We also discussed how to give warnings as they approached or passed the two-minute mark. We decided not to hold up the yellow 15-second-warning sign since the one who would need to see it would be focused on their violin, making balloon animals, piano, singing, drawing, cooking, or what have you. We decided, if someone went too long, we could just mute them and then start clapping and thanking them. Fortunately, we didn’t have to do that even once! There were just two students who went closer to three minutes, but we let them finish. Many children were actually under the two-minute limit.

The viewers rocked the chat and reaction icons. It was a highlight for me. The audience was giving applause, hearts, confetti, and thumbs up reactions for each participant. I loved how the gallery view lit up like a Christmas tree at the end of each act. Even better they filled up the chat box with messages to “Everyone” (Everyone and hosts were the only ones they were able to chat with). They were so encouraging to each other.

  • “Wow!”
  • “What a song!”
  • “Great job!”
  • “I’ve been in church school with you for years, and I never knew you could play the piano.”
  • Etc., etc., etc.

At the end of the two-hour event, when we were thanking everyone, someone chimed in with an interesting statistic, “We had 1039 chats today!”

I was reminded of our event when I read something in Fran’s post yesterday (and the second day in a row that her post has inspired my SOLSC):

…in regard to the Google Classroom chat feature: “So many more kids share their thoughts this way, more than I’ve ever seen in person. I’m in awe of how much they have to say and how they encourage each other. We use the chat all the time now.” From Fran’s post “Digging for Awe”

Afterwards, the planners laughed about how this event would have looked a year ago when we were literally all new to Zoom. It’s hard to remember some of our foibles…

  • Aunty, I can’t find the chat.”
  • “Dear, you’ll need to unmute. We can see you singing, but we can’t hear you.”
  • “Maybe you’ll have to do a sound check. Do you know how to do that?”
  • “Sorry for those we left in the waiting room for thirty minutes.”
  • “Why don’t you leave and come in again, maybe that will work.”
  • “What’s the password? My cousin can’t get in.”
  • “No, I don’t know how to use Zoom on a phone.”
  • “Maybe we’ll have to finish next week.”

A year later, the 40 participants were 100% successful in sharing their talents live on Zoom with cameras, microphones, occasional screen sharing, and excellent timing. What skills we have learned without even realizing it!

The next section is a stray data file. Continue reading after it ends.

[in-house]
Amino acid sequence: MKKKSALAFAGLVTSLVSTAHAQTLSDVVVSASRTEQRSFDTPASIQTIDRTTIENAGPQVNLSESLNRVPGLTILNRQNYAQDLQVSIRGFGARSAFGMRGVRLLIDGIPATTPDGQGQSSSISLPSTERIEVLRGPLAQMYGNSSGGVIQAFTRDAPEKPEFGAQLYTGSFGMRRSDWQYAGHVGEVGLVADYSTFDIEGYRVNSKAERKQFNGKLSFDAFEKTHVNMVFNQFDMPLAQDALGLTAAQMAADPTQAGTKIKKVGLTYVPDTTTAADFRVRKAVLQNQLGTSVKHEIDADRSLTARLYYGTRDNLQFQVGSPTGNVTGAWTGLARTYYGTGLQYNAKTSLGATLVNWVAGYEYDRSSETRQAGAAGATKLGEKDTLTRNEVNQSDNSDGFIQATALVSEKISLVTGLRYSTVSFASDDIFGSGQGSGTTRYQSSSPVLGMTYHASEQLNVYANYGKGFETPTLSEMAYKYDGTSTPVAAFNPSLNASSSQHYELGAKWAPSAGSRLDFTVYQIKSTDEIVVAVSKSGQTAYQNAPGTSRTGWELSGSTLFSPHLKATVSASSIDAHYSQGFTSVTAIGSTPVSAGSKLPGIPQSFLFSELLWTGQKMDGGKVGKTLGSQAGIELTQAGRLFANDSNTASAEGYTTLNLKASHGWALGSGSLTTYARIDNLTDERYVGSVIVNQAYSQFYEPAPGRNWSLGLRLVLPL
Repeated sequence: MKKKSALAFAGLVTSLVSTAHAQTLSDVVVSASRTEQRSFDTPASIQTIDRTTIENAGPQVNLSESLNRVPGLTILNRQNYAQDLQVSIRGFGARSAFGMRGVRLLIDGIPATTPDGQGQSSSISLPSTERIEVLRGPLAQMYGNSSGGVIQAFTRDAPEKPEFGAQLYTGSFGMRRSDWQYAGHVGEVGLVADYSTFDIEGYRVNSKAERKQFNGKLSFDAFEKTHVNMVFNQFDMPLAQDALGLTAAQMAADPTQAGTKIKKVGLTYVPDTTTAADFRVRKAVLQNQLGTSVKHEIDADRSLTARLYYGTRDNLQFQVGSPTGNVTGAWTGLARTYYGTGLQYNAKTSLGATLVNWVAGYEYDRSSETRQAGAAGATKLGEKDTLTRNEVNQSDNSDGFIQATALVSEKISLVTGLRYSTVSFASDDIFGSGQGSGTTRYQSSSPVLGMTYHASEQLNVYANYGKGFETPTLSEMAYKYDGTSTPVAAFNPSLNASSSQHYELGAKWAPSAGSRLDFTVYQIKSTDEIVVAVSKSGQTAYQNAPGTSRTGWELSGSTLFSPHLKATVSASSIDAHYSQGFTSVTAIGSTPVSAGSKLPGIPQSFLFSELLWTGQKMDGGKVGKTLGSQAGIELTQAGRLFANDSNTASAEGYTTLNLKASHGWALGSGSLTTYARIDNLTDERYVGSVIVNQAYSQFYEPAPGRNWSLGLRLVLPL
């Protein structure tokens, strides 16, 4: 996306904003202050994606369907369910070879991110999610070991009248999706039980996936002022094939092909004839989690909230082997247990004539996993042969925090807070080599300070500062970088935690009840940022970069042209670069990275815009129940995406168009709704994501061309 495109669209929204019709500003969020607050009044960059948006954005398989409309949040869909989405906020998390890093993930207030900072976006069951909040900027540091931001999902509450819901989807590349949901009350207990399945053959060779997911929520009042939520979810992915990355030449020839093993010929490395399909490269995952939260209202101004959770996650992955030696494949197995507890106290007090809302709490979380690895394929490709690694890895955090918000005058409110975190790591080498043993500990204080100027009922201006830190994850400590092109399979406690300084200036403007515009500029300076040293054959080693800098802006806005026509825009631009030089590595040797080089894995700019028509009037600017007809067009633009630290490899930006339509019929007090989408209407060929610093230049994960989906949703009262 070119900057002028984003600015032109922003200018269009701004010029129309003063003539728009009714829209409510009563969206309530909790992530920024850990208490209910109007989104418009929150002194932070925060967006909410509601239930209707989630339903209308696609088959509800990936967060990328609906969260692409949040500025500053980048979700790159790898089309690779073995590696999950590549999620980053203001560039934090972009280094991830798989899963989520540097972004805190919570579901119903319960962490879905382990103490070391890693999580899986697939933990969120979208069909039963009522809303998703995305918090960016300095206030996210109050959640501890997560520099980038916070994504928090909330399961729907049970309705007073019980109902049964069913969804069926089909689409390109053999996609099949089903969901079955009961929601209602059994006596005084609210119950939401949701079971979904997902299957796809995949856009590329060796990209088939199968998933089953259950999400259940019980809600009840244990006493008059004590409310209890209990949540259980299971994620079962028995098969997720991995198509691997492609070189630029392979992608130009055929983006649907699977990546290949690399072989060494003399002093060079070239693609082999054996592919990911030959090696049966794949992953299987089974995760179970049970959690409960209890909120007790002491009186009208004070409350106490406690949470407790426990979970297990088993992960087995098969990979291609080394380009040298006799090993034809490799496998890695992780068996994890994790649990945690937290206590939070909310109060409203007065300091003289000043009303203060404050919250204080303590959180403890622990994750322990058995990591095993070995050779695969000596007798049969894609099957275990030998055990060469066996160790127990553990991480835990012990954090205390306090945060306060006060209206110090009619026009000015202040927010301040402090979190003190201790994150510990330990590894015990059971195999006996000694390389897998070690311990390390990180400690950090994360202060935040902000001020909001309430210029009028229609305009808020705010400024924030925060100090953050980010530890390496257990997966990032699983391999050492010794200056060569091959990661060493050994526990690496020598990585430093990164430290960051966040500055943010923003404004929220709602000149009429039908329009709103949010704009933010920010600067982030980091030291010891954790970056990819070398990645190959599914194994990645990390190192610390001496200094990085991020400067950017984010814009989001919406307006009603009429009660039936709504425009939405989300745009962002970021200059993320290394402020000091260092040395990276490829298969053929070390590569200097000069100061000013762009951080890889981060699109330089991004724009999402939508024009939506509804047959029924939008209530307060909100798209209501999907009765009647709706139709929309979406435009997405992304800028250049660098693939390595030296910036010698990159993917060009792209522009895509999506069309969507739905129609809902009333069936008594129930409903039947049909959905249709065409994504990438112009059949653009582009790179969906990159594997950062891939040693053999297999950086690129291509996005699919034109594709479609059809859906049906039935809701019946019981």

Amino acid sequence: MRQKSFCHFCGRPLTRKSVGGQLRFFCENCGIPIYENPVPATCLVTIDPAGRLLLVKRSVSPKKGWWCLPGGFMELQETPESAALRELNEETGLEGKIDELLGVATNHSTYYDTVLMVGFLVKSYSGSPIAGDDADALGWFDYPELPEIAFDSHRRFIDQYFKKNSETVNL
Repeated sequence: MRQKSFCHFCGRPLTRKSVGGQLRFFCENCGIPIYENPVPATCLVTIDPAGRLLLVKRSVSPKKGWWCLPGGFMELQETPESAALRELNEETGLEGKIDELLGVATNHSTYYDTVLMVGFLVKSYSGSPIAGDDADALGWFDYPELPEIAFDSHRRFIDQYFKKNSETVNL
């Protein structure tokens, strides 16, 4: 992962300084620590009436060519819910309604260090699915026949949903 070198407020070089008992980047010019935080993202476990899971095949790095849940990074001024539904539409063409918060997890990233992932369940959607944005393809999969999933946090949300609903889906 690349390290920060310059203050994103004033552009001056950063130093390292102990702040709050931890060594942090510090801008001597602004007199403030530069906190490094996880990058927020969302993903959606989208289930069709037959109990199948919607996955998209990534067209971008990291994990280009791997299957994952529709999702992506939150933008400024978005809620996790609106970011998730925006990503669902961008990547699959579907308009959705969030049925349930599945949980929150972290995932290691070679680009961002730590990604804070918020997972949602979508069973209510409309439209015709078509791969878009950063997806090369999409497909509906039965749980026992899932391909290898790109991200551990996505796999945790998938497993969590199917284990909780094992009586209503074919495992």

I Was Given a Golden Shovel Today

Day 28
A hopeful Golden Shovel from September 2021 using Biden’s Build Back Better slogan.

Thank you for the challenge and passing on the Golden Shovel to us today, Fran Haley. I saw your post this morning, and I thought it was a great day to write another Golden Shovel poem.  I’ve been thinking about it and doing a little mental digging throughout my day.

Because it’s Palm Sunday, I made that the topic for my poem using William Carlos Williams’ “The Red Wheelbarrow” poem.

So Much Depends Upon Jesus
Hosanna in the Highest, so
very many Hosannas! It seems there is much
joy filling Jerusalem today, but it depends
ultimately upon
your perspective. It’s not all hosannas…We sense a
burst of red
hot anger–religious leaders reinventing the wheel
of hatred, building a barrow
above the tombs, glazed
sepulchers of envy, with
little hope of Hosannas to rain
peace and justice on the earth. Beside
Jesus’s little donkey, the
fickle crowds also heave their temporary praise, white
hot and later we will all become chickens

A year ago this week, I wrote another Golden Shovel poem using a Williams’ poem, “This is Just to Say

It’s A Good Friday Just to Say
This week started with a parade I
Witnessed. Shouting and waving my palm branches have
Given me hope. Too often I’ve eaten
Of this desire, dreams for the
Future, broken again. Grapes and plums
Crushed into sour wine that
Is poured out and wasted. Were
You informed of this in
Heaven before you agreed to the
Plan? Heaven must have been an icebox
The moment the plan was devised and
Executed. Which
Brings us back to you
Here now getting lead-studded lashes. Were
You tempted to split the earth and let them fall in? Probably.
Crown of thorns, ‘My God” groaning, but saving
Some bit of hope after the forsaking for
A fish-laden breakfast
On the beach. All to forgive
Us, the world, villains, sinners, trespassers, me.
Sour sponge dripping vinegar they
Gave to relieve your pounded nails, pounding head? Were
You aware that your forsaken cries would become delicious
Victory over the grave, so
We would be able to say, ‘It’s Friday, but sweet
Sunday’s coming,’ and
Our scarlet sins could become so
Clean like fire and snowy cold

By Laurie Avocado, CC By 2.0